Saturday, March 19, 2011

Sword & Sorceress 2011

It's that time of year again: I prepare to charge up the submission shores of Sword & Sorceress. This year, submissions are limited to two (assuming the first is rejected within the submissions window) ... and I am breaking my brain trying to figure out which stories best fit the style of the anthology. The combination of trying to categorize and identify my own style versus assessing what I've found in stories by others maddens me. I've never been very good at it. I certainly don't have a gut-level feel for it.

I have read three Sword & Sorceress anthologies: XVII, XXI (the first one edited by someone other than Bradley) and XXIV, edited by the reigning red pen, Elisabeth Waters. So I've encountered a fairly wide range of the stories selected. The most significant feature is that the stories have a strong bias towards female narrators - though not exclusively. A majority, but not a distinct majority, feature warriors and battles. Others involve quests, puzzles, and quieter adventures. Though personal battles rather than global stakes - usually considered a defining feature between sword and sorcery and high fantasy - predominate, some of the stories involve princesses, kingdoms, the fate of the world, etc ... which sort of stretches the point of calling it "Sword & Sorceress," to me. Conclusion: it's not just for swashbucklers and fight scenes (and better for it).

At present, my definite contender is:

Stolen Moments: Mantisia, an unusual child who ages a year in a day, stows away with an adult friend when he goes to pay a mysterious debt. I do have concerns that this story might be a bit experimental (gah, that word!) for Sword & Sorceress: it's in first person POV with each scene narrated "immediately" - so that it starts with a (albiet precocious) seven year old narrator and vocabulary and progresses throughout. However, my favorite stories in XXIV were the ones that tread different paths in regards to setting, and I think (hope!) this would have a similar kind of interest. Seven thousand words. Ouch.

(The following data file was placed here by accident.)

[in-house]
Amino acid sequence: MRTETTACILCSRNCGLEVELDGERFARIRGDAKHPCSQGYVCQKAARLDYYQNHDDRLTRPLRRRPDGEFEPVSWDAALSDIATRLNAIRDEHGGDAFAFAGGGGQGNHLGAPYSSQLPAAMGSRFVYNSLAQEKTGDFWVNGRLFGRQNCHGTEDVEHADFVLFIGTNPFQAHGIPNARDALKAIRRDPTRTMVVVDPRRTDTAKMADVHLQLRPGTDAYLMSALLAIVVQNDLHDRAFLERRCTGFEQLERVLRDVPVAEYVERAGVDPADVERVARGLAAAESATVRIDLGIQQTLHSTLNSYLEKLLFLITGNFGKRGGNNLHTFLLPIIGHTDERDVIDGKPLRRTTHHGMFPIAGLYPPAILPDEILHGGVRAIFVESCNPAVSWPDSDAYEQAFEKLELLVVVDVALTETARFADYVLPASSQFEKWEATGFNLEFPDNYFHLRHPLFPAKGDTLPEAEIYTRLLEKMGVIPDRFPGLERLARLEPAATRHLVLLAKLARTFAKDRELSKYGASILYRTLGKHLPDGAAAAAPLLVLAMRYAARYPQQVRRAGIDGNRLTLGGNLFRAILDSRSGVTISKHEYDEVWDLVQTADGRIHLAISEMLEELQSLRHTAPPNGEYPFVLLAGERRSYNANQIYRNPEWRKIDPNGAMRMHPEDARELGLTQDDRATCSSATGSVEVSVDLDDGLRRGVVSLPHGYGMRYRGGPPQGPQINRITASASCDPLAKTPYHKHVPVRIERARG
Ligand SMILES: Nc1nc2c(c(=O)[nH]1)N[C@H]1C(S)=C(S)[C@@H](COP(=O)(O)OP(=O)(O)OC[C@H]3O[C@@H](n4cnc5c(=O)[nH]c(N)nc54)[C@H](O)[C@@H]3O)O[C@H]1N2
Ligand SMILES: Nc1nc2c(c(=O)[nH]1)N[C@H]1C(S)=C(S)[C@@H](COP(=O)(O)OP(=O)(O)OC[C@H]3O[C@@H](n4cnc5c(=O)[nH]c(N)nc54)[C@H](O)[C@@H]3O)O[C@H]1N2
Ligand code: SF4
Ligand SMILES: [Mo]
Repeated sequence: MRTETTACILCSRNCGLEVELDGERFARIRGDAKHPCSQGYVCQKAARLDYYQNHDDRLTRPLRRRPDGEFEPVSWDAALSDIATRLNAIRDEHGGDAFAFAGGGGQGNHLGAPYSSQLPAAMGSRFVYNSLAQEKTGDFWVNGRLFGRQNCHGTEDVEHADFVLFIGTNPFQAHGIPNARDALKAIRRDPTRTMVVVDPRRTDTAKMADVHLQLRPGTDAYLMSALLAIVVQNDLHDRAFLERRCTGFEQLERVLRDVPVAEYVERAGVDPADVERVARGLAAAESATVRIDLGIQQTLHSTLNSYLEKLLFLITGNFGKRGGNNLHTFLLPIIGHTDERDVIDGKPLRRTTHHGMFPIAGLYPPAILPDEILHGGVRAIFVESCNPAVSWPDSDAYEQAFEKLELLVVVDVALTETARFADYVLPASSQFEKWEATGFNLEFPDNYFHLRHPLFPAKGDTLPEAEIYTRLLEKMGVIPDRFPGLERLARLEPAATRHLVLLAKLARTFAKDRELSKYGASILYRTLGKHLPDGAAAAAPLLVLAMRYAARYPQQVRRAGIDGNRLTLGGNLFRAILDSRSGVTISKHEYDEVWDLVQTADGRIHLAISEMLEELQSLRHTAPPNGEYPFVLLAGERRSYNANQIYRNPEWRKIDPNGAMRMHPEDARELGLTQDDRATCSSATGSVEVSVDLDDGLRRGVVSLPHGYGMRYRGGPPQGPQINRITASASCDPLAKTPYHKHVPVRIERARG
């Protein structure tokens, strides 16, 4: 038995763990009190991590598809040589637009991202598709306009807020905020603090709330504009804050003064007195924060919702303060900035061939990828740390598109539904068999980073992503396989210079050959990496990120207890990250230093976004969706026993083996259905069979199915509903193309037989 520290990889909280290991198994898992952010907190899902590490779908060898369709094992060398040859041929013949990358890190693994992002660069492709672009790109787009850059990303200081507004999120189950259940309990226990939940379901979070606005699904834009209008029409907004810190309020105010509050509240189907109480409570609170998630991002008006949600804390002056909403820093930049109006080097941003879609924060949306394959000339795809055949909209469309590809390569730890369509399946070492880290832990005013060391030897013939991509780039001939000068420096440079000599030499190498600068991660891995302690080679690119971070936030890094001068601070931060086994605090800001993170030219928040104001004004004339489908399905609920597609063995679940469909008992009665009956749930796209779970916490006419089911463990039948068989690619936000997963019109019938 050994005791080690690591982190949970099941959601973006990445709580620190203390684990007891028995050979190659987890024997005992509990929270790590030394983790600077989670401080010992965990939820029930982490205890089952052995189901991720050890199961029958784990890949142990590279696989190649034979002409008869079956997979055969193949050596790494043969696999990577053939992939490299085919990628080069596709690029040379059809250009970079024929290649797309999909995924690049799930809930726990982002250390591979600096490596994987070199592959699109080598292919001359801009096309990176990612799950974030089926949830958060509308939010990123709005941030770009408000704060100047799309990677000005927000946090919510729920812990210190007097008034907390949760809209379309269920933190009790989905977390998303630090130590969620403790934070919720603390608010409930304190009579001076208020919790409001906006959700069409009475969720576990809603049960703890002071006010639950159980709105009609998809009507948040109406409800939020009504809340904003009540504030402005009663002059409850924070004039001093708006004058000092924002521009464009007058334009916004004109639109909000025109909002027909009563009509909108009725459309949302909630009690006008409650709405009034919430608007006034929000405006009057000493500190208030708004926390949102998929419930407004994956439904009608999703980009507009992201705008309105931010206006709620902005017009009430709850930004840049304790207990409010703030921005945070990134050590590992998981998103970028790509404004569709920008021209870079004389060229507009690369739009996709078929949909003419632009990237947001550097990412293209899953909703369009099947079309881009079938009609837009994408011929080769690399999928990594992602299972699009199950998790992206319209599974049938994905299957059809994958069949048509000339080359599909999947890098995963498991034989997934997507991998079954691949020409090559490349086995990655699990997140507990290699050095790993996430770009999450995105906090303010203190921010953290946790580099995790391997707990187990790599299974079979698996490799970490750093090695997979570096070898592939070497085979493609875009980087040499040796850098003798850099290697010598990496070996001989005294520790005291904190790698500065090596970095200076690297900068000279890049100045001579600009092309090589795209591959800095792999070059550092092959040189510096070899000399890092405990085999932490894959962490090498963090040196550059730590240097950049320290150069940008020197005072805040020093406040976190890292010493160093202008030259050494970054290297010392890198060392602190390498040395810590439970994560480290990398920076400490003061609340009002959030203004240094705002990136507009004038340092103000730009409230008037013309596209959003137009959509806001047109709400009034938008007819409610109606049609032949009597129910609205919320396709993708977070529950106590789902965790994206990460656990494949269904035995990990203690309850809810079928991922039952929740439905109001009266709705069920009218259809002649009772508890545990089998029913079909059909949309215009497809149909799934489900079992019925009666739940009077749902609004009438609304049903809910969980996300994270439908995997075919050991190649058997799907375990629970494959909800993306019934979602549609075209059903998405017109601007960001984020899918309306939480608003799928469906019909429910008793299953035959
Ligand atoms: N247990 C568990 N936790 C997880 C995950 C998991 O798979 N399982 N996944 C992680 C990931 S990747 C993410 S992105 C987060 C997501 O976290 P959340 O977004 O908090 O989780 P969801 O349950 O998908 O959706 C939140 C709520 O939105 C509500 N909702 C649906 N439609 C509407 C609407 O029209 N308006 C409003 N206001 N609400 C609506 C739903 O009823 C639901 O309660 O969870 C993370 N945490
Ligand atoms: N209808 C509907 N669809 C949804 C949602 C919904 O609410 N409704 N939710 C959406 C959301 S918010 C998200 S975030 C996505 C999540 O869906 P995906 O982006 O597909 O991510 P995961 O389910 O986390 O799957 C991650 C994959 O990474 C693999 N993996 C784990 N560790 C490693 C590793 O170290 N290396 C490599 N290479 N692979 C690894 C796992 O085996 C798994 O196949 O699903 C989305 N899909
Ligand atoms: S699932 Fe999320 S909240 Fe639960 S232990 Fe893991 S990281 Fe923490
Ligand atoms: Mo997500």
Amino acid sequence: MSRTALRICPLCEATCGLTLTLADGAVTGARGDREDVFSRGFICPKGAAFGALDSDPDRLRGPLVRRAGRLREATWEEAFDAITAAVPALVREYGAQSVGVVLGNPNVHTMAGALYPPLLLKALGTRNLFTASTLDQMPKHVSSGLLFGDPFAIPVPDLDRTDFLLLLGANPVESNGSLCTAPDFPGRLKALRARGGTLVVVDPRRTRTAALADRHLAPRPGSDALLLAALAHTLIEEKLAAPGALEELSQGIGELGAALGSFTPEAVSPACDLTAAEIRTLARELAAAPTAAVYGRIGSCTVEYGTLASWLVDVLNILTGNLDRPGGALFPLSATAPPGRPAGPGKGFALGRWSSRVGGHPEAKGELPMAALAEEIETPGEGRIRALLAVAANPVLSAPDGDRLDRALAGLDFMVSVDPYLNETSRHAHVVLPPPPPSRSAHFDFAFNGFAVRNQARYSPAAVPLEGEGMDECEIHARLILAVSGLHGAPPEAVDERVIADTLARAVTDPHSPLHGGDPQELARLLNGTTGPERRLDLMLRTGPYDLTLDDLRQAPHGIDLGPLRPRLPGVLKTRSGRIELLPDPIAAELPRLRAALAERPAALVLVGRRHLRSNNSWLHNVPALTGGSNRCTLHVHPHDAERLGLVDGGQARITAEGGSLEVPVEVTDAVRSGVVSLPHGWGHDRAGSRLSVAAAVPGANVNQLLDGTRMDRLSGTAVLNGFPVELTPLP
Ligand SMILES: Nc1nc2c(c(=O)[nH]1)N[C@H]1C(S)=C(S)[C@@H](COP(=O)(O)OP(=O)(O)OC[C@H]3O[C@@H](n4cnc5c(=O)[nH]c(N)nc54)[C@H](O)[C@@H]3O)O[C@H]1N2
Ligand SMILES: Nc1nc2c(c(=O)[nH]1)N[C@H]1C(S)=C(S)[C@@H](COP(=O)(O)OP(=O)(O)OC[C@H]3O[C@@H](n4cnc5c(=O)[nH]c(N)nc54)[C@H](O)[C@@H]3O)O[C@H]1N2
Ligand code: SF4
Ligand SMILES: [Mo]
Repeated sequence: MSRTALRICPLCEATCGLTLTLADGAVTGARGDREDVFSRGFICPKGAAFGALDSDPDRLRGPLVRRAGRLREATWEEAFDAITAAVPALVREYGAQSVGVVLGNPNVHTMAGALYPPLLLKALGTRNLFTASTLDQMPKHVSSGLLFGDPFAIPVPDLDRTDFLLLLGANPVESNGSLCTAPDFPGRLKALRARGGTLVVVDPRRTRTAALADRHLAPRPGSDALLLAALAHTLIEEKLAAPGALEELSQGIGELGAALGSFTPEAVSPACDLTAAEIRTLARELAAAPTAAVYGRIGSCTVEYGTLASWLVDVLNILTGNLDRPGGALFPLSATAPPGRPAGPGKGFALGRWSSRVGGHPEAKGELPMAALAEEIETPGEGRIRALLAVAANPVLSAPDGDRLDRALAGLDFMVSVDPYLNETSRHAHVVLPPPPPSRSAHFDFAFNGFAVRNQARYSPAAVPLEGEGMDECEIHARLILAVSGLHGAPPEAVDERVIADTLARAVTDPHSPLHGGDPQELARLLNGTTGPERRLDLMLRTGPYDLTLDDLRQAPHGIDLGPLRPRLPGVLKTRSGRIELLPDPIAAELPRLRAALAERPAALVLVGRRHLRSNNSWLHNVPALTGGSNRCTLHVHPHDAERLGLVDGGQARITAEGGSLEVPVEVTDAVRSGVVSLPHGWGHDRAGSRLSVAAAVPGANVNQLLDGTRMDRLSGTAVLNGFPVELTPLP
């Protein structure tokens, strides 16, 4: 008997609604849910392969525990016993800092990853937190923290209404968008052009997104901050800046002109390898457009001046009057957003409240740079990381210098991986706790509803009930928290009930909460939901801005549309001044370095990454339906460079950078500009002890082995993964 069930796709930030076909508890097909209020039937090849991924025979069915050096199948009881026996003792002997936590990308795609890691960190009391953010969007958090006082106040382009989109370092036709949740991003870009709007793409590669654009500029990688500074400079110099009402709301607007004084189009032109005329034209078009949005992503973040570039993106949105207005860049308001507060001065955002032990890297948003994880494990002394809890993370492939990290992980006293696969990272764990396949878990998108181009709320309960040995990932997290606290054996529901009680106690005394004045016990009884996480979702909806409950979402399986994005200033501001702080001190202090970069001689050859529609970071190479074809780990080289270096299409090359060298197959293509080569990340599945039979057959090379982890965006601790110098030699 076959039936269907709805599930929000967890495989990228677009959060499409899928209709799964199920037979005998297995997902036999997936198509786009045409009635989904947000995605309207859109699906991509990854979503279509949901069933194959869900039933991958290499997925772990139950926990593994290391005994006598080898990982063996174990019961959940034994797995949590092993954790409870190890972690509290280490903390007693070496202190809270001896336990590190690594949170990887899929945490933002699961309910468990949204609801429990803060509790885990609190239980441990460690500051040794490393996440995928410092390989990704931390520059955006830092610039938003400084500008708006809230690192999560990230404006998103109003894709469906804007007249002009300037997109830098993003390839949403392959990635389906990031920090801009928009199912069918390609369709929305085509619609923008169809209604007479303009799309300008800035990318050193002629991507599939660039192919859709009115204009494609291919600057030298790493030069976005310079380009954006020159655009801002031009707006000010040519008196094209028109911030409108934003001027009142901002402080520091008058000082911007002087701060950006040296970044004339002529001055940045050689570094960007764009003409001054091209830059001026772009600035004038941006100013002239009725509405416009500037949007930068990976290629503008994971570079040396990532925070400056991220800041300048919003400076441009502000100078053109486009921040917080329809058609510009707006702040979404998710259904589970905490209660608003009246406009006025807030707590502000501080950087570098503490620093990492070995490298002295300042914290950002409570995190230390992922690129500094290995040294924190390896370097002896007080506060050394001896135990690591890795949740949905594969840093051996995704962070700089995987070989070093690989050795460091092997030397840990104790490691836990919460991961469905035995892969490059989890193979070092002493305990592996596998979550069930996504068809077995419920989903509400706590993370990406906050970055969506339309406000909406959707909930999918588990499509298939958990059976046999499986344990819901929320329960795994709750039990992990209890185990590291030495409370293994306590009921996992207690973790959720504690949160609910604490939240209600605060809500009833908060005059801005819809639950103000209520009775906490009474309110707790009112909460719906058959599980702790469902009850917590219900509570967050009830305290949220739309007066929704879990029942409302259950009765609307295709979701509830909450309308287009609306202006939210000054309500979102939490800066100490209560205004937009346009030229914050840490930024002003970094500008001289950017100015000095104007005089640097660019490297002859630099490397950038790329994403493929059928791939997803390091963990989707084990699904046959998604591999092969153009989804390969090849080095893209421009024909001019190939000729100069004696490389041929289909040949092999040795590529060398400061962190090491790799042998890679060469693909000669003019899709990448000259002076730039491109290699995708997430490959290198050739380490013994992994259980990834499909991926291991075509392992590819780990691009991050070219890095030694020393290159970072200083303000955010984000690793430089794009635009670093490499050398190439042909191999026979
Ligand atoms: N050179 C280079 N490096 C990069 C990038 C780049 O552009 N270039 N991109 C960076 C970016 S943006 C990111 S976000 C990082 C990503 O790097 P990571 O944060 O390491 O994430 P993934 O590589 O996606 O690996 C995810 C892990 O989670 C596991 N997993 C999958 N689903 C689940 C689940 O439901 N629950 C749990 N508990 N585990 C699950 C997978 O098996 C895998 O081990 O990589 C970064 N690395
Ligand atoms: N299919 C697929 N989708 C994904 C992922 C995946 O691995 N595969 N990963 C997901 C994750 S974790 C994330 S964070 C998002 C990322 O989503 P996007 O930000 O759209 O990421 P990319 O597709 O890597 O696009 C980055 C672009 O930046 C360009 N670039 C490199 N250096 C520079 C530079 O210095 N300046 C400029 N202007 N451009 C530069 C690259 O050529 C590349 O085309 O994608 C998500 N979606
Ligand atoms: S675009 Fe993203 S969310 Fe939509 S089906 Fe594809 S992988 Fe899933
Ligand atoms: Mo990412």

The other three are wrangling around with each other:

Kept Woman: An assassin assigned must pose as one of thirty-some royal brides, but how will she react when she develops feelings for the first among their number? Story also comes in around 7k; I know longer tales are handicapped, and I'm reluctant to submit two in that range. This is one of my older stories, too, though believe me it'll get a thorough polish ...
Note Taking: Among a people where music is language, Ecca is handicapped by her lack of pitch ... but this unassuming servant girl may be the only one who can break the language barrier with a foreign people. I think the feel of this one is on the right track, but - and this is a big but - there is no magic in this setting. At all. I don't think I've seen a secondary world sans magic in any of the anthologies. For me, this is a short story - 5k.
Dancing Day: A group of young teleporters who lose their abilities upon maturity must keep the traditions of their conquered city alive ... but how can one dance the Silver Tree with no instruments to play? (Look, Lindsey is obsessing about music!) I can't put my finger on what makes me uncertain about this one. Well, length, at least - yet another story in the 7k range. Unfortunately, that seems to be my sweet spot for length.

As an aside, I did have this whole problem figured out - but the original story I had intended to set aside for story #2 sold. (Well, good news bad news ...) So back to the drawing board!

Anyone who has experience with Sword & Sorceress and is better at eyeballing, I would love some advice. Currently my plan is to bang my head against a wall until I hurt myself and do some divination with the blood.

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